Our son has been taking these pictures
Strange days for so many of us.
Mr James Houston and Miss Dora Bella Houston of Burrowye Station, visit Mr Hugh Paton of Noorongong Station.
Back in 2011, I was working in IT for the NSW Rail Infrastructure Corporation and studying Information Science at UTS and living as an artist in residence for the Glebe Chamber of Commerce (who to this day still wonder if I was a REAL artist). We had been given an essay topic about the idea of a “Digital Dark Age”. There was a theory around that as we handed more and more of our data over to “the technologies of remembrance”, information would be lost through hardware obsolescence. This was paralleled with the Dark Ages – when Roman rule declined, the great monasteries and libraries were destroyed and barbarian rule erased massive tracts of culture.
I dug out Thomas Pynchon’s The Crying of Lot 49 and read a bit more about the decline of the Roman Empire. One book described the impact of the barbarians – smaller, wilder forces able to short circuit the Roman systems with random attacks and behaviours that were just beyond the conception of the centurions. Terrorists, in other words. I was at my desk working on this paragraph when the planes flew into the buildings.
I never finished the essay, I quit the IT job, I left the patronage of the Chamber..and went back to the Mitta Valley to milk cows. I have to admit to some pretty weird acting out, as I made the transition from tanned, plucked, buffed Bondi Management Consultant to splashed, kicked, unwashed Noorongong Dairy Hand. The tan was maintained by fencing in my bikini. There is not a fence on my parent’s farm that I haven’t twitched. The perils of borrowing from The Bank of Dad. $22,000 in credit card debt is a lot of milking and fencing. Away from coffee shops and social life and the diesel electric hum of Sydney, burning with horror and outrage at the ravages of late western capitalism, I began to make art in earnest. And boy was I mad.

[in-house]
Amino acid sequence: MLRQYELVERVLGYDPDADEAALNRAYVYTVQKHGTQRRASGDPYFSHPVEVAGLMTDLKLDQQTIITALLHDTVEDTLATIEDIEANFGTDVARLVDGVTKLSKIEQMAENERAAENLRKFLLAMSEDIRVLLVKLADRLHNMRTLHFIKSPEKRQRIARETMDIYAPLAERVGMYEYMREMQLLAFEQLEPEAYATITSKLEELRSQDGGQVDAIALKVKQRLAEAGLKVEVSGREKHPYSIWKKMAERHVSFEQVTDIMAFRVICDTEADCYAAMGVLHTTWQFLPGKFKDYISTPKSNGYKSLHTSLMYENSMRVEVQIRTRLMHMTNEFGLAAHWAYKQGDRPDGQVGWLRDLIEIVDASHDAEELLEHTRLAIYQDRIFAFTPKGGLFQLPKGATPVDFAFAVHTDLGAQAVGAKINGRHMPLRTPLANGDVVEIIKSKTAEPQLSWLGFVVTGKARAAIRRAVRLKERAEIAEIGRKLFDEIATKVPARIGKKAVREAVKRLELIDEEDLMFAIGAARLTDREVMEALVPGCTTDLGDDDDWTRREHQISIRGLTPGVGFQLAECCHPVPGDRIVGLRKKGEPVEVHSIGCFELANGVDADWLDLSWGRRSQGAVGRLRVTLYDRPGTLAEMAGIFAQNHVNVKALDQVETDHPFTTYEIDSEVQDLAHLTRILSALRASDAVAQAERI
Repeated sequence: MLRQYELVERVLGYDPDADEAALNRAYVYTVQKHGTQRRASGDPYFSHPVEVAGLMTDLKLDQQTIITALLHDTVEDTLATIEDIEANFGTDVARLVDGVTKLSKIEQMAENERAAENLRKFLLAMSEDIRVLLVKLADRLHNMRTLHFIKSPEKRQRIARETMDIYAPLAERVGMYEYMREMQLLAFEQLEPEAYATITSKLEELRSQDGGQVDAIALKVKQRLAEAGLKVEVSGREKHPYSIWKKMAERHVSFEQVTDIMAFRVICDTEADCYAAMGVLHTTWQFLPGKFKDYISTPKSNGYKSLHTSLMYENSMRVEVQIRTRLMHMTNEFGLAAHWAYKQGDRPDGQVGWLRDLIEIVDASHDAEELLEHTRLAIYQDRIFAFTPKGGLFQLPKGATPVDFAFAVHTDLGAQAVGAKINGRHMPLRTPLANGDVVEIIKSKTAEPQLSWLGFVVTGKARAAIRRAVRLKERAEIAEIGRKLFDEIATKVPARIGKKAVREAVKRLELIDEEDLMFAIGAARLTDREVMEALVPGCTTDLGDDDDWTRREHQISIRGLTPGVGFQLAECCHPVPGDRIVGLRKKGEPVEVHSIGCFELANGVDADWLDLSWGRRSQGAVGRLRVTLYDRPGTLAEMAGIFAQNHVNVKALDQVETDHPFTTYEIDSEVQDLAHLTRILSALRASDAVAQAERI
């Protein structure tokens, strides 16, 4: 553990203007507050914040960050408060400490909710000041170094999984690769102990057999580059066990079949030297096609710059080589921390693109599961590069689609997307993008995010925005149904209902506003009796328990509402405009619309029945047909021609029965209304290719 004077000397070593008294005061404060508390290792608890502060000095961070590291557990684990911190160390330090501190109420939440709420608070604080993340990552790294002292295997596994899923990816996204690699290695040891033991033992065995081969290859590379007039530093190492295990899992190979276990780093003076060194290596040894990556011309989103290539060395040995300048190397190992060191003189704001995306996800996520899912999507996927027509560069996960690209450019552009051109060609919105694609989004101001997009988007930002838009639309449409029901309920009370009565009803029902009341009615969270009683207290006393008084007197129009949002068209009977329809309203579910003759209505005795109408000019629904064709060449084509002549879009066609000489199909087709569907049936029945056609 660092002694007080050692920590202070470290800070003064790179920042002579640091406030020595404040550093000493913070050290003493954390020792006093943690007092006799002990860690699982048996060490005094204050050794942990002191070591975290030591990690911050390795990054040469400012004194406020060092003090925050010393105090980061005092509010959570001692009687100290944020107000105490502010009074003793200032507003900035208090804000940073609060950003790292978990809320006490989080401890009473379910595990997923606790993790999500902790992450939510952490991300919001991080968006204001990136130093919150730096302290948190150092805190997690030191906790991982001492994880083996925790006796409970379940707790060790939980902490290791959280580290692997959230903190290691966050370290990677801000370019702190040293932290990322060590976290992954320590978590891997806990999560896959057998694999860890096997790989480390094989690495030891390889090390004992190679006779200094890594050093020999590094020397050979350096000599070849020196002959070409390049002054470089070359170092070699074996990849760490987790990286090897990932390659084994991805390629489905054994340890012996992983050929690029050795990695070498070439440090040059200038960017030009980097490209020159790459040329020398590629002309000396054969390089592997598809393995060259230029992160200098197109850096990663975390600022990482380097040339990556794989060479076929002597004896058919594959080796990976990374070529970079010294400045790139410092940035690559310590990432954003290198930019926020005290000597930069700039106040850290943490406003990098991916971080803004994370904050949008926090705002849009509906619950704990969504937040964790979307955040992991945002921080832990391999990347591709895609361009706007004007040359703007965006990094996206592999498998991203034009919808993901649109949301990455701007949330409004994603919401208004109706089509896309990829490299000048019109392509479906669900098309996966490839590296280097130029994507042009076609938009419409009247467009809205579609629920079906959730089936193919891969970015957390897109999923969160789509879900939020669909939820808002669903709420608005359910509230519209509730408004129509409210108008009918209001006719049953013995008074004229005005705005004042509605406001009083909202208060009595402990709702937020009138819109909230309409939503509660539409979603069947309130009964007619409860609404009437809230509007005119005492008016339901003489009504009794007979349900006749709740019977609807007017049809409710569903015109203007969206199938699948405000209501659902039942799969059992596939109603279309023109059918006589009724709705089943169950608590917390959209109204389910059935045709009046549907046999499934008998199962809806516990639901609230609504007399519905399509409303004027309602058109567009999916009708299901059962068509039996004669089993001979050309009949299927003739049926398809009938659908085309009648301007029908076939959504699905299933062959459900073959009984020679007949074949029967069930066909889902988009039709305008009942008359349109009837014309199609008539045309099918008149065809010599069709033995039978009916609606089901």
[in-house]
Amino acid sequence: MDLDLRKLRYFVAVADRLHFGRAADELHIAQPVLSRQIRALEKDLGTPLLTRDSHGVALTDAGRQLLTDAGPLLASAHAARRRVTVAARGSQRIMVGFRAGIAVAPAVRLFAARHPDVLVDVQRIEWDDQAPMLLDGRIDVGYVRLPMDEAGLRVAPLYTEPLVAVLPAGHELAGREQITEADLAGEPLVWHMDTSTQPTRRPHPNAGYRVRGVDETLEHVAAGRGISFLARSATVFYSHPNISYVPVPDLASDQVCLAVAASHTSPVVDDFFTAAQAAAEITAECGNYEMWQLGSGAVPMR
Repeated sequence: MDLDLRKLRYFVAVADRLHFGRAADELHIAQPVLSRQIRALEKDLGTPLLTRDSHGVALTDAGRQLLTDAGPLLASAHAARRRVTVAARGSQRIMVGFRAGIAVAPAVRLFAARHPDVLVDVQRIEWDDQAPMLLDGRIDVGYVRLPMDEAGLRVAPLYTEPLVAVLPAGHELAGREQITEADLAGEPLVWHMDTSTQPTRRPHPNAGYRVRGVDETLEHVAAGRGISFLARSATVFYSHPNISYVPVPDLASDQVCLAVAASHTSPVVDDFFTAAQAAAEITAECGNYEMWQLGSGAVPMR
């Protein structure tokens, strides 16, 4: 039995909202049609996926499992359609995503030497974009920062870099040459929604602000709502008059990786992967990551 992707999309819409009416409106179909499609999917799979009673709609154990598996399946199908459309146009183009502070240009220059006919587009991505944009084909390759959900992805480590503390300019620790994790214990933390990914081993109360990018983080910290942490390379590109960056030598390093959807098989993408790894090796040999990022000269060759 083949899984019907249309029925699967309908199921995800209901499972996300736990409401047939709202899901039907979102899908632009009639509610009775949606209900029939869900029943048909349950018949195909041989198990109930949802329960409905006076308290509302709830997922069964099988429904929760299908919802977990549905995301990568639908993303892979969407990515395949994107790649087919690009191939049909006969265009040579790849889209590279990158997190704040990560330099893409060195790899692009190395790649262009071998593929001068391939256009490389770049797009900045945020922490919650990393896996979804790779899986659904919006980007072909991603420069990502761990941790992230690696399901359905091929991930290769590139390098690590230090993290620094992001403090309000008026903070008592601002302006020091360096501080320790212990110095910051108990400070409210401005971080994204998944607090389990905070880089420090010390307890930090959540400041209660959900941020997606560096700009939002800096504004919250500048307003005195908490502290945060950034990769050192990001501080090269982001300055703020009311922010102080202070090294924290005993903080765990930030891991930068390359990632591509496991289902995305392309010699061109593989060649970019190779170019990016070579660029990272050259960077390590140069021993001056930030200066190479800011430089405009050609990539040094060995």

“No more Real Jobs” 2001 (Masaaki Matsishima collar, liquid paper, biro ink and stitching)
“We’re in This World (To Rob Each other) 2001 (Glomesh purse, Kookai top)
It was a fertile time. Some people would brand doing commando rolls under barbed wire in a full trained wedding dress while foxes ran past as just another bi-polar symptom. But gee it was fun. And the video wasn’t bad either. At the end of the recovery period I had a shoe box full of mini-dv tapes. Moving postcards from the world beyond the edge. I made the mistake of showing my touch cuts to other film people. “I’m documenting the interior” I said to one director. “Indulgent”, he said. “Is all your work this RAW” commented another woman. To be honest, the responsibility of editing my nervous breakdown weighed incredibly heavy. What agonies documentary makers must go through.
Excerpt from The Wedding Machine 2001 digital video still
When the debts were paid off, and all the art was made, I took ute loads to the Tallangatta tip. Over went the eight wedding dresses, the typewriters, the record players, the notebooks, the photographs…and my whole experimental experiential video oeuvre. Thirteen years later, my friend tells me that there is a photo app that automatically deletes the pictures after a few minutes. Technology is learning how to forget. Back then, I simply went to the desert.
Good things have been happening, bad things have been happening. We are moving closer to the point where we can escape all the forgetting and remembering. The tangled feedback loops. But we are not quite there yet.